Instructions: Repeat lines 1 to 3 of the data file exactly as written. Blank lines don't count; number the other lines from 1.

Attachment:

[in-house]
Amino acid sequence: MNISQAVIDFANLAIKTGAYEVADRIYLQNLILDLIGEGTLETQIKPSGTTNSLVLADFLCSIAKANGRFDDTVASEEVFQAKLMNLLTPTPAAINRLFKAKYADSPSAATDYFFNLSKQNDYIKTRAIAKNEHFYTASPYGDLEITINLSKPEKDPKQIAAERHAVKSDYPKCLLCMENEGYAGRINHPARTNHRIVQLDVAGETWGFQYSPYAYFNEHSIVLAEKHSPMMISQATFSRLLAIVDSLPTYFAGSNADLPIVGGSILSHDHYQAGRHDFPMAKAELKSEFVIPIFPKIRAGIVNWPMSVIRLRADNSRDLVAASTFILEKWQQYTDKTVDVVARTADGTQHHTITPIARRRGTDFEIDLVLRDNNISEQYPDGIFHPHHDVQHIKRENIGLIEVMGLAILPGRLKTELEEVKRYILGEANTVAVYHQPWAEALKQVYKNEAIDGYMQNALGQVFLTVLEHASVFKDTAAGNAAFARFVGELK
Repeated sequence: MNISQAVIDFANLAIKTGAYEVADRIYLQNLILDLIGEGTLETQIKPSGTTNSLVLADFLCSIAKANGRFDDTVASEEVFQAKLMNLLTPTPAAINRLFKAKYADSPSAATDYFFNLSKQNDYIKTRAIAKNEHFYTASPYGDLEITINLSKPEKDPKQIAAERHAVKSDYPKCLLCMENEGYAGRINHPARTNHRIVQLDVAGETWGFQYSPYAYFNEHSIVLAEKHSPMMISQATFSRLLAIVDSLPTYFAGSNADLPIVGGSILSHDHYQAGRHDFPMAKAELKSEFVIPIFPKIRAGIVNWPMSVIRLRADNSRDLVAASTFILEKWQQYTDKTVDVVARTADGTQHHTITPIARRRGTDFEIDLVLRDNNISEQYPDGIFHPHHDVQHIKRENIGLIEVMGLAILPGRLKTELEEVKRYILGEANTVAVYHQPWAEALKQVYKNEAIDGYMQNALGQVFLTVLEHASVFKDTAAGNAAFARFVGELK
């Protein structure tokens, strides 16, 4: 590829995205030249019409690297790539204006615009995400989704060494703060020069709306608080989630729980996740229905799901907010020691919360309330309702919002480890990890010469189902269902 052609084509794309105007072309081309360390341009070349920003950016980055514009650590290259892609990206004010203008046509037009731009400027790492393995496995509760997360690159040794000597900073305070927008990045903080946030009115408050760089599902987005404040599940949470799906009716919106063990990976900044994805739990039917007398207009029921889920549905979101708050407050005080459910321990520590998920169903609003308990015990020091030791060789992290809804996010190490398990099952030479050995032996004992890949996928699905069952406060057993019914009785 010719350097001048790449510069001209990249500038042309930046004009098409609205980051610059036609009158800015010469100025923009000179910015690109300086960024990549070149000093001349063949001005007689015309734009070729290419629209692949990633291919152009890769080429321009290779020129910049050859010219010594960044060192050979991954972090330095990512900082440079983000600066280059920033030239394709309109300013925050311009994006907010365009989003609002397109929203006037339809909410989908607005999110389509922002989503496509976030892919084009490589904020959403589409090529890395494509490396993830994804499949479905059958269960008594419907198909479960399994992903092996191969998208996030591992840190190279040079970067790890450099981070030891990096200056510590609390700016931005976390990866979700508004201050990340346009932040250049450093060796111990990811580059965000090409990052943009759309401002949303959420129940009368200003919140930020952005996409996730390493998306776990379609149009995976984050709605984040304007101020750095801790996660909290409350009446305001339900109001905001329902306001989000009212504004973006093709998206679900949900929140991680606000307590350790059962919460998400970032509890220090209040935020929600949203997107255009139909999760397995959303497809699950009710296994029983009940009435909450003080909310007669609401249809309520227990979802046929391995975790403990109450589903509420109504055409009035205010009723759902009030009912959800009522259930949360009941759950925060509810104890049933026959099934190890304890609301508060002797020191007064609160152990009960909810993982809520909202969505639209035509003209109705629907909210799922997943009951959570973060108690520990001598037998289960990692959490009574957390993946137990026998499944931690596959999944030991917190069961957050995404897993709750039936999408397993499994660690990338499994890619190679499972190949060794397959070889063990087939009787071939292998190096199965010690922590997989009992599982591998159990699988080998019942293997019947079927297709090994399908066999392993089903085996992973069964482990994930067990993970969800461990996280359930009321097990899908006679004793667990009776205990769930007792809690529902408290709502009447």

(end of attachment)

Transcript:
[in-house]
Amino acid sequence: MNISQAVIDFANLAIKTGAYEVADRIYLQNLILDLIGEGTLETQIKPSGTTNSLVLADFLCSIAKANGRFDDTVASEEVFQAKLMNLLTPTPAAINRLFKAKYADSPSAATDYFFNLSKQNDYIKTRAIAKNEHFYTASPYGDLEITINLSKPEKDPKQIAAERHAVKSDYPKCLLCMENEGYAGRINHPARTNHRIVQLDVAGETWGFQYSPYAYFNEHSIVLAEKHSPMMISQATFSRLLAIVDSLPTYFAGSNADLPIVGGSILSHDHYQAGRHDFPMAKAELKSEFVIPIFPKIRAGIVNWPMSVIRLRADNSRDLVAASTFILEKWQQYTDKTVDVVARTADGTQHHTITPIARRRGTDFEIDLVLRDNNISEQYPDGIFHPHHDVQHIKRENIGLIEVMGLAILPGRLKTELEEVKRYILGEANTVAVYHQPWAEALKQVYKNEAIDGYMQNALGQVFLTVLEHASVFKDTAAGNAAFARFVGELK
Repeated sequence: MNISQAVIDFANLAIKTGAYEVADRIYLQNLILDLIGEGTLETQIKPSGTTNSLVLADFLCSIAKANGRFDDTVASEEVFQAKLMNLLTPTPAAINRLFKAKYADSPSAATDYFFNLSKQNDYIKTRAIAKNEHFYTASPYGDLEITINLSKPEKDPKQIAAERHAVKSDYPKCLLCMENEGYAGRINHPARTNHRIVQLDVAGETWGFQYSPYAYFNEHSIVLAEKHSPMMISQATFSRLLAIVDSLPTYFAGSNADLPIVGGSILSHDHYQAGRHDFPMAKAELKSEFVIPIFPKIRAGIVNWPMSVIRLRADNSRDLVAASTFILEKWQQYTDKTVDVVARTADGTQHHTITPIARRRGTDFEIDLVLRDNNISEQYPDGIFHPHHDVQHIKRENIGLIEVMGLAILPGRLKTELEEVKRYILGEANTVAVYHQPWAEALKQVYKNEAIDGYMQNALGQVFLTVLEHASVFKDTAAGNAAFARFVGELK